I’ve settled on this: Approach everything in your business as if it were an employee and give it a job. 

In nurturing your audience, there are four jobs:

  1. Megaphone
  2. Greeter
  3. Sales guru
  4. Customer service specialist

Whether you have actual people doing these roles, you also have content performing these duties. And by acknowledging the role each piece of content plays in your business, the easier it is to know if it’s doing its job.

  1. Megaphone – whose job is to attract people to you and help you get in front of those who best fit your business. Like the person standing outside of a store making you notice them.

In our online business world, this is where our social media posts land. This is where we look to keywords to allow searchers to find us. Guest posts or guest interviews would fit in here. So would your blog or a podcast like this. And, of course, any ads you’ve got running and the hashtags you use in social channels.

It is the furthest stage from the sales person and really is just a first impression. Something that gets the interest and attention of people, making it the stage that casts the widest net.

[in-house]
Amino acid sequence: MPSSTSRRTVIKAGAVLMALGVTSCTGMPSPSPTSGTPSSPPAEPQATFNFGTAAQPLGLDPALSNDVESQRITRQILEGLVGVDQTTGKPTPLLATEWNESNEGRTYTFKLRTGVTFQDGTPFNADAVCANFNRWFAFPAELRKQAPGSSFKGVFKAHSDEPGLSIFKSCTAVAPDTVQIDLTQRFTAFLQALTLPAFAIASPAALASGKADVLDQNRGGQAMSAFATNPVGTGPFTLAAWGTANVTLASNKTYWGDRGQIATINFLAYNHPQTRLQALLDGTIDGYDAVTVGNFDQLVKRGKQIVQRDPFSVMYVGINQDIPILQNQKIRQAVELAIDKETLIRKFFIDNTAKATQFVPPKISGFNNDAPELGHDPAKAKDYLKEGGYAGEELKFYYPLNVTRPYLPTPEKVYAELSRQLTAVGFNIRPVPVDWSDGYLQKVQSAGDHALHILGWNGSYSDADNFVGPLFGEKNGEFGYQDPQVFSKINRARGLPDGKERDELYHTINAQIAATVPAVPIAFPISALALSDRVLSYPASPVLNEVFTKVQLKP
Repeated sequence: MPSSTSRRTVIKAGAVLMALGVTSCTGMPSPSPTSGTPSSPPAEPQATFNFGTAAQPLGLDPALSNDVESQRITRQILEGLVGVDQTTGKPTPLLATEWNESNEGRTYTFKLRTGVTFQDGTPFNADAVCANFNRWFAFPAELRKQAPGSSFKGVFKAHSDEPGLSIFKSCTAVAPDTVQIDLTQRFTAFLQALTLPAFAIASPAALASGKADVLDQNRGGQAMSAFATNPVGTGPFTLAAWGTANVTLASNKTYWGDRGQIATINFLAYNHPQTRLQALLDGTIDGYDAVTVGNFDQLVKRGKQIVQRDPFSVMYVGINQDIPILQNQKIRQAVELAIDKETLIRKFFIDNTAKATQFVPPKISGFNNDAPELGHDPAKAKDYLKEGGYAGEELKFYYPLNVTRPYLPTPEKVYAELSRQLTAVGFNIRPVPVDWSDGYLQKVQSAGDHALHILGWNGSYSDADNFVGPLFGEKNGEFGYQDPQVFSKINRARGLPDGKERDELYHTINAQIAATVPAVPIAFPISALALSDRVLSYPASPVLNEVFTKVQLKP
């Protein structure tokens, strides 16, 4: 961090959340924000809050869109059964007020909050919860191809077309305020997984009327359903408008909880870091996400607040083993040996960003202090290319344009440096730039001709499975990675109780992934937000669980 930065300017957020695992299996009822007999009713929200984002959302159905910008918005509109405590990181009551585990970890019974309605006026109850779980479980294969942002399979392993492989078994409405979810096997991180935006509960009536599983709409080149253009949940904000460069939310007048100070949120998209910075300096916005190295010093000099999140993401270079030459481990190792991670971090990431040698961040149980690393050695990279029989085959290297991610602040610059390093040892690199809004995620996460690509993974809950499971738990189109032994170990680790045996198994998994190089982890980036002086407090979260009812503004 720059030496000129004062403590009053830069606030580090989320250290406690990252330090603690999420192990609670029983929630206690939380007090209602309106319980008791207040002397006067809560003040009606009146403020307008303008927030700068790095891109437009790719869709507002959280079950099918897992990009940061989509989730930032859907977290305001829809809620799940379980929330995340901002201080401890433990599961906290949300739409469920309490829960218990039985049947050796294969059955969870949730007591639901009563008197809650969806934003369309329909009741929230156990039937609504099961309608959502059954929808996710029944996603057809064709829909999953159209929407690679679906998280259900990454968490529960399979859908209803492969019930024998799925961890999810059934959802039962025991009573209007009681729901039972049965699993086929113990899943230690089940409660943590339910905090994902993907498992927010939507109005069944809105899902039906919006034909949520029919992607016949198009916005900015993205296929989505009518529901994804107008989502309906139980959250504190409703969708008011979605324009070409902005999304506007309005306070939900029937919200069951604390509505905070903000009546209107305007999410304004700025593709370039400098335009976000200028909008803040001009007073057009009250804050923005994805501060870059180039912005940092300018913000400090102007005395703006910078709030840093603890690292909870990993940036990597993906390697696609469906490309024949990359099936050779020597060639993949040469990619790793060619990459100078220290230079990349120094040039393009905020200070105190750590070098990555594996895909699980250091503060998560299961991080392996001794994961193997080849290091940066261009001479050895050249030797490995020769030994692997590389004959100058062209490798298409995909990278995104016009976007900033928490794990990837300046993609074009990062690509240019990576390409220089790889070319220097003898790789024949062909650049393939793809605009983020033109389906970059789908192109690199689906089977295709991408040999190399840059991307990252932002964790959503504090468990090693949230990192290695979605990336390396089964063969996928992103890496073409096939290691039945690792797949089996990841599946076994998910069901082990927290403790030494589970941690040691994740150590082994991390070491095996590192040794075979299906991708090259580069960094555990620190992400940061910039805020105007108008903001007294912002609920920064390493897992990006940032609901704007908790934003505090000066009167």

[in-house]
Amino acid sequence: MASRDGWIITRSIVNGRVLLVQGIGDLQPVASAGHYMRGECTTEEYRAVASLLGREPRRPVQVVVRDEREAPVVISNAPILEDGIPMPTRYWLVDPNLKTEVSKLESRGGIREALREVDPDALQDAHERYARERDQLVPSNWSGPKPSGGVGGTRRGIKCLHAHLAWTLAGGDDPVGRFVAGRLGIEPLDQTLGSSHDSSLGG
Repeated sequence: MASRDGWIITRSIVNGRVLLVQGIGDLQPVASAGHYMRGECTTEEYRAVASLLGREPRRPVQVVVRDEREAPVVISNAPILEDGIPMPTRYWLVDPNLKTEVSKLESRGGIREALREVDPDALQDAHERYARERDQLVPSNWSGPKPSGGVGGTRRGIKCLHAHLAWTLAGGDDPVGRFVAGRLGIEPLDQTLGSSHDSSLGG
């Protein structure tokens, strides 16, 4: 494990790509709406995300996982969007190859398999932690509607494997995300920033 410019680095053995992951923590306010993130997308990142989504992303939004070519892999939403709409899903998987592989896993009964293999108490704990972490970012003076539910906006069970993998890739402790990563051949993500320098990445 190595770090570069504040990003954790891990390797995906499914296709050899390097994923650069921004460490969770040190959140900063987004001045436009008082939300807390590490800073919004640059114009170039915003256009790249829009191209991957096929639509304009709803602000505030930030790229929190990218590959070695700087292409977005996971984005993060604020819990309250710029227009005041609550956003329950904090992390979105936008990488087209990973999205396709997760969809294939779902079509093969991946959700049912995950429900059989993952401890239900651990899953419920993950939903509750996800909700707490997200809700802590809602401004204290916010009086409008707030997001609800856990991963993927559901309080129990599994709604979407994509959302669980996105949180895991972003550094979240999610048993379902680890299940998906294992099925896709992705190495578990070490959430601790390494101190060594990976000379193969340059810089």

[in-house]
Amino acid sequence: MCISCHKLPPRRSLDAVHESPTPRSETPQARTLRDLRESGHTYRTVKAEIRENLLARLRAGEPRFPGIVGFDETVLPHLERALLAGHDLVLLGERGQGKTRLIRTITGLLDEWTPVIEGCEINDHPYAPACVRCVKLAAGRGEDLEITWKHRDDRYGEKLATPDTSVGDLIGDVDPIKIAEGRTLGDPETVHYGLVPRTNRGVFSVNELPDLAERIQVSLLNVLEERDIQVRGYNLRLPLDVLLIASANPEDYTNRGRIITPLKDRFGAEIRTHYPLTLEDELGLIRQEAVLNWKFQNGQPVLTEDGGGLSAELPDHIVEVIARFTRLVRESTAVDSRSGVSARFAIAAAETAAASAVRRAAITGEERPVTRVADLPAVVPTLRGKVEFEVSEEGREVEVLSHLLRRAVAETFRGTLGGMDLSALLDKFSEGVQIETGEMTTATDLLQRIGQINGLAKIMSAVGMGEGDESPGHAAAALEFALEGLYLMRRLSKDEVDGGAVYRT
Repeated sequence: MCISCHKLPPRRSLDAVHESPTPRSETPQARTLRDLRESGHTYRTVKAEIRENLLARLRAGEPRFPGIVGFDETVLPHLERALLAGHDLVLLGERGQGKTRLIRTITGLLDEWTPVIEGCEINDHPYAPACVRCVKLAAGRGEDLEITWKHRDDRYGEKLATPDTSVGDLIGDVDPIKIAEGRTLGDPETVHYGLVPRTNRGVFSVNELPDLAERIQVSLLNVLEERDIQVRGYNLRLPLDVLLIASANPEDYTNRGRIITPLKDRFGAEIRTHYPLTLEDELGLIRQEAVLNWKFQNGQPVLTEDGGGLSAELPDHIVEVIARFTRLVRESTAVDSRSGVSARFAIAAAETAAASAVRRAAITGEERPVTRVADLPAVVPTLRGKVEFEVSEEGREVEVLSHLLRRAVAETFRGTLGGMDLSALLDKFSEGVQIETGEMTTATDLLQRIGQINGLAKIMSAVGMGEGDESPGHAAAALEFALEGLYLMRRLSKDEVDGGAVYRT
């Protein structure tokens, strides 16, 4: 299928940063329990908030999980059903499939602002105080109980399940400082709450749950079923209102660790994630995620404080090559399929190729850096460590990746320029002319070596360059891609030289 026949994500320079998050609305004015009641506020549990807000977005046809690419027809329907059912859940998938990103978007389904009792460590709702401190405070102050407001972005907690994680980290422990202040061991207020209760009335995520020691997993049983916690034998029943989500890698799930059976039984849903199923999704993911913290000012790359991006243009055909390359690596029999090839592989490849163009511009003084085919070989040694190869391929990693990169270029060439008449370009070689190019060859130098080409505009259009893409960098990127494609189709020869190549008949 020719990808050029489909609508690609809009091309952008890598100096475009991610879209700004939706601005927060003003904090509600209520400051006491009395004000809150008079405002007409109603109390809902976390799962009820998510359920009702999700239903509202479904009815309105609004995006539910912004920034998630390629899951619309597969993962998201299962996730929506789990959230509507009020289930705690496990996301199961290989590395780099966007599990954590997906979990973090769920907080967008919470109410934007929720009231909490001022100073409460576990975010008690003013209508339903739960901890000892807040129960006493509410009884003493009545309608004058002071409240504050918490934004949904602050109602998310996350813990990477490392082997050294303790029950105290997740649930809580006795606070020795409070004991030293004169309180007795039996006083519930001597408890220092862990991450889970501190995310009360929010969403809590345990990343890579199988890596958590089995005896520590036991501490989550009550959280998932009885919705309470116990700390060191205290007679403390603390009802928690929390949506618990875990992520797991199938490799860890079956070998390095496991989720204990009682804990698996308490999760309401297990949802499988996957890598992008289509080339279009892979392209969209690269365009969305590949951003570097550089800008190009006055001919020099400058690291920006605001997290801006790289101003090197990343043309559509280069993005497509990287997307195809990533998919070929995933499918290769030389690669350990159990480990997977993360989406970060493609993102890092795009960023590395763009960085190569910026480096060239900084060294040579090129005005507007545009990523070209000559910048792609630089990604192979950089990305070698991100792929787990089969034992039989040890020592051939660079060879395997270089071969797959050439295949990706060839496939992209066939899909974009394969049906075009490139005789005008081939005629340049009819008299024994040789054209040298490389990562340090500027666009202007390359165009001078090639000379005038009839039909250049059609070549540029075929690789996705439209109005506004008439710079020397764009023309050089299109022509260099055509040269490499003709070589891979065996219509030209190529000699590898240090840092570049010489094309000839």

Your megaphone’s job is to turn strangers into visitors; to encourage people to come over to the greeter.

Let’s put this into a tangible, completely made-up example and say we have a membership site for busy moms that helps with meal planning by providing weekly meal ideas. We are using a Facebook ad as a megaphone to drive exposure of a really awesome blog post about how meal planning for school lunches can save you time in your morning routine. 

  1. Greeter – who helps create an experience that matches their needs and converts them onto your list so you can stay connected.

A greeter can look like a call-to-action such as joining your free Facebook group, getting access to a downloadable guide or quiz, or joining a 5-day challenge. The content at this stage is a little more in-depth than your megaphone content. It’s things that help someone take a next step. 

It’s also things that are likely automated, which is important for being able to scale your business.